The great news is that many sports teams and leagues have already scored some big environmental goals. Read on to learn about a few of the big steps they’ve taken on the environment.

  1. The Philadelphia Eagles run an efficient offense under Chip Kelly and have started to bring efficiency to their cleaning strategy as well. They are using greener cleaning products that don’t contain chemicals that can harm the environment.
  2. The National Hockey League is on a power play on a number of environmental initiatives, including purchasing wind energy credits to offset all of its electricity usage for its headquarters in New York City.
  3. Consol Energy Center, home of the Pittsburgh Penguins, is the first NHL arena to be LEED Gold Certified – the second highest level of certification.
  4. Every year, the National Basketball Association hosts NBA Green Week where it highlights what teams and players are doing to take action for a cleaner environment.
  5. The Boston Red Sox recently wrapped up a new “green monster” in Fenway Park – a five-year plan that included the installation of enough solar panels to provide 37% of their energy.
  6. While Corey Kluber fanned a lot of batters in 2014 en route to his AL Cy Young, the Cleveland Indians fanned their way to clean energy, becoming the first MLB team to install a wind turbine.
  7. The Miami Marlins are sliding into 2015 with a groundbreaking reduction in water use. New plumbing fixtures and water use plans will reduce their use by an estimated 52%, while changes to their landscape design mean a 60% reduction in water for irrigation.
  8. About 65% of the waste generated at PNC Park, home of the Pittsburgh Pirates, gets recycled. According to the Pirates, if the plastic bottles they’ve recycled were laid flat end to end, they would stretch from PNC Park to Yankee Stadium and back again.
  9. The St. Louis Cardinals are knocking it out of the park when it comes to reducing wasted food. Since 2008, they’ve delivered $159,462 of safe, healthy leftover food to those who need a good meal.
  10. The Seattle Mariners took a big step adding Robinson Cano to their lineup in 2014. The club has also taken big steps to enhance their energy efficiency and reduce water use. They’ve saved more than $1.75 million in electricity, gas, water and sewer bills since 2006.
  11. The Washington Nationals are leading the league on green building. Nationals Park was the first major professional stadium to become LEED Silver Certified.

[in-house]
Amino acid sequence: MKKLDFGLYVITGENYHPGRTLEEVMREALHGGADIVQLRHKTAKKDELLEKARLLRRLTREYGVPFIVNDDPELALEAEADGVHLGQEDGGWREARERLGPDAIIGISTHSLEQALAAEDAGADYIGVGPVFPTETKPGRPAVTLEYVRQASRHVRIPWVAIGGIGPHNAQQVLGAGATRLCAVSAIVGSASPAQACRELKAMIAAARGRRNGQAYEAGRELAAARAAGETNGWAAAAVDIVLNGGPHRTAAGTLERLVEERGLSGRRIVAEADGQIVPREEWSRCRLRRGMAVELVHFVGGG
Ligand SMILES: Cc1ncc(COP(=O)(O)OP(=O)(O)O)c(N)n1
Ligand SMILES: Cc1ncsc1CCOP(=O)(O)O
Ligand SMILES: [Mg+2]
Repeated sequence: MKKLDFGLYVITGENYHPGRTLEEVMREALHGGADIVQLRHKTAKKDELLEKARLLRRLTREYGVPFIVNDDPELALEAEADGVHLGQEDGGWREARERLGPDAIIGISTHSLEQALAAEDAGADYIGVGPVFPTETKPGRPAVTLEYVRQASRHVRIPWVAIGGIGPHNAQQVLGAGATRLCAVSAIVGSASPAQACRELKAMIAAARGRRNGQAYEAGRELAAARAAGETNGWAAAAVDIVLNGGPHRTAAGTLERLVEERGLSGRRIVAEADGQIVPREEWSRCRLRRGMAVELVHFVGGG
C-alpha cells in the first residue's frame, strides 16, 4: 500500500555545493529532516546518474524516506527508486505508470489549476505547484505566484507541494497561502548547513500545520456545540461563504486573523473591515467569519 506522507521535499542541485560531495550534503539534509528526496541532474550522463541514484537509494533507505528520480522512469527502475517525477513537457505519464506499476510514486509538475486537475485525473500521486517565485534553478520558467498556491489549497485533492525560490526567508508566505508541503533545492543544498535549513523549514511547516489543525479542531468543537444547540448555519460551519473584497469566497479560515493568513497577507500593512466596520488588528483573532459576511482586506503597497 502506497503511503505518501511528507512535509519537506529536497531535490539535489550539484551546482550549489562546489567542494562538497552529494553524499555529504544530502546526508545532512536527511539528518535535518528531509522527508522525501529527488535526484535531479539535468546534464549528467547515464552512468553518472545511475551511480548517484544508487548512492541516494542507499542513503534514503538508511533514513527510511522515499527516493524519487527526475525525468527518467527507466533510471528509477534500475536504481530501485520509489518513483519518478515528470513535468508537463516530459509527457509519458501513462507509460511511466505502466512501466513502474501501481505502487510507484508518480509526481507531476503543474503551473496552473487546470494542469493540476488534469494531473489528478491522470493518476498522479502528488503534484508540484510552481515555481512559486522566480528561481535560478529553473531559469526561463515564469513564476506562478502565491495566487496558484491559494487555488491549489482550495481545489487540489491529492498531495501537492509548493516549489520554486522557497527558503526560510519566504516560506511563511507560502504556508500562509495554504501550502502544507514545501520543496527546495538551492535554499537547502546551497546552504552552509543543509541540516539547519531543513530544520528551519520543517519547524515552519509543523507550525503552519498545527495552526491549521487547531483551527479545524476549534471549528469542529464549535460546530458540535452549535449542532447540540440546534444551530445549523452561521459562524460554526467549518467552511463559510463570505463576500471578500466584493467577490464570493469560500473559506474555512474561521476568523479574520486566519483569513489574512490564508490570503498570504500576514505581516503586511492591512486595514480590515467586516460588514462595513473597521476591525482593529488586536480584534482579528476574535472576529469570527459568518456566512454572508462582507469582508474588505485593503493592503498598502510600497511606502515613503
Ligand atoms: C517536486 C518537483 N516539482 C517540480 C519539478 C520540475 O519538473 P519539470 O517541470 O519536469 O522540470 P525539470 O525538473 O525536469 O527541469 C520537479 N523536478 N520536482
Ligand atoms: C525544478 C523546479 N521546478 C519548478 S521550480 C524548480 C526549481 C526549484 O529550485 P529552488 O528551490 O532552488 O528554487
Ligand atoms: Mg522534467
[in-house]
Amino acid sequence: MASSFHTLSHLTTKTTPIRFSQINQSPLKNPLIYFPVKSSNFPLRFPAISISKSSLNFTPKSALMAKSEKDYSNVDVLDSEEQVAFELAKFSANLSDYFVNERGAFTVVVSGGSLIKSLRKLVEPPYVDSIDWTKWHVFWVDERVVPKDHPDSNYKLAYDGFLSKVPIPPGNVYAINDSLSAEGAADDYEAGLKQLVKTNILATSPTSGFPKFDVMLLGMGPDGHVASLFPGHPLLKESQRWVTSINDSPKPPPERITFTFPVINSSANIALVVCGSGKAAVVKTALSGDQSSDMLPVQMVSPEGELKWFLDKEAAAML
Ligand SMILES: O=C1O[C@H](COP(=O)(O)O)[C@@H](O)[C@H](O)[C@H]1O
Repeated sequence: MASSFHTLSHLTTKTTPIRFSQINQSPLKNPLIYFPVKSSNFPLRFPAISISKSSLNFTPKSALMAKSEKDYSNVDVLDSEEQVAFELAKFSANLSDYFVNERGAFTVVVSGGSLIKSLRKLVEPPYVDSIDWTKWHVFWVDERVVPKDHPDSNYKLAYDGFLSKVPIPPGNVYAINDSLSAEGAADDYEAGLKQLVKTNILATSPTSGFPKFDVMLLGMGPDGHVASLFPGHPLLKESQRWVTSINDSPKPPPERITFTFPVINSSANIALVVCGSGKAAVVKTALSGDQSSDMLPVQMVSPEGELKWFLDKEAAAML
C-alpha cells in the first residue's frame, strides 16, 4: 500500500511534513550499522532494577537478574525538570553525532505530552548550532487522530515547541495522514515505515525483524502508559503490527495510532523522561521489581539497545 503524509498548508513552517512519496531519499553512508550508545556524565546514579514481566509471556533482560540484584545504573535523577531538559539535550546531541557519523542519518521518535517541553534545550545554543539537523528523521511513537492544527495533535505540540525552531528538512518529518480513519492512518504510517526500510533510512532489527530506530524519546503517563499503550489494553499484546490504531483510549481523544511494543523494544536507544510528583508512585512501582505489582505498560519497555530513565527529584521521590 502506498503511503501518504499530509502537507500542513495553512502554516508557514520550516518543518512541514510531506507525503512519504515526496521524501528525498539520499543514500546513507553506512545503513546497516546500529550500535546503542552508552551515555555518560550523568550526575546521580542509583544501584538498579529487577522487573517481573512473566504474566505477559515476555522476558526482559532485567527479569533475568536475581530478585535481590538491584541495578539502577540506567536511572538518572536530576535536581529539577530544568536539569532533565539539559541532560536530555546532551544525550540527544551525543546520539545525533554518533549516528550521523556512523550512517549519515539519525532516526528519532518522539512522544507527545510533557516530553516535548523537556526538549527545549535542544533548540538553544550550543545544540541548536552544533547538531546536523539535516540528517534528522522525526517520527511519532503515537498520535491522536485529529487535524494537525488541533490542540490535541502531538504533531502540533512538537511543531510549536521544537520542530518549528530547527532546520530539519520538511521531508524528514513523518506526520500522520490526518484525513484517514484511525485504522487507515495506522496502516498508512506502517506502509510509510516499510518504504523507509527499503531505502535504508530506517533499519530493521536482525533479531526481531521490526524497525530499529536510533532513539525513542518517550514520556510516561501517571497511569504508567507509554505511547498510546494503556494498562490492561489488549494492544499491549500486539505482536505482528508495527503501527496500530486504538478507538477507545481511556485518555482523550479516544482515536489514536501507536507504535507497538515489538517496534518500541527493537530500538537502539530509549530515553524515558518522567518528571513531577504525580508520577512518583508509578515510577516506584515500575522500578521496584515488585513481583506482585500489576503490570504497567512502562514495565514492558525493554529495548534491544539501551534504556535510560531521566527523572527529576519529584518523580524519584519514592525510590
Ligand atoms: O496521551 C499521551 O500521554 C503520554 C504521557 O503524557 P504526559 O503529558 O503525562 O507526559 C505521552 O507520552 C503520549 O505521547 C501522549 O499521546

Many teams, leagues and stadiums are involved with programs here at EPA like the Food Recovery Challenge and the Green Power Partnership. Check out our Green Sports website to learn more.

About the Author: Carly Carroll has worked in public engagement and environmental education for 8 years. She enjoys connecting the sports world with EPA and teaching kids about nature. She graduated from NC State University with a Masters in Science Education, but is a die-hard Tar Heel fan.

Editor's Note: The opinions expressed here are those of the author. They do not reflect EPA policy, endorsement, or action, and EPA does not verify the accuracy or science of the contents of the blog.

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Food Waste Diversion is Key to a Sustainable Community

By Lillianne Brown

Editor’s note: We’re happy to have this blog post from one of this year’s President’s Environmental Youth Award winners.

Over 20% of our country’s landfills consist of food we throw away.

When this organic waste breaks down in the landfill with other types of waste, it produces methane gas. When organic waste breaks down separate from the other waste in your composting bin, it creates carbon dioxide. Both methane and carbon dioxide are greenhouse gases, but methane is over 20 times more potent than carbon dioxide in trapping heat in the earth’s atmosphere. Plus, the compost created from the diverted organic waste is a nutrient rich soil that can be used to garden. Diverting food waste is important because it turns something usually considered waste into a resource, which also decreases the amount of emissions from landfills.

Our project, Zero Waste Composting, has worked with area businesses, restaurants and schools to help divert food waste from landfills. Reducing organic waste has had a significant impact here in Iowa City. Our landfill is able to now produce more compost for the community to use. More people are educated on why composting is important and how they can take part in reducing organic waste in landfills. And, it saves space in the landfills, is economically viable because it generates money for the landfill, and produces less harmful greenhouse gases.

Students diverting food waste instead of throwing it away.

Students diverting food waste instead of throwing it away.

The diversion process and its benefits shouldn’t only be limited to our community. Many communities can get involved and help decrease the amount of food waste being sent to their landfills. Diversion can take place in homes, schools, restaurants and businesses.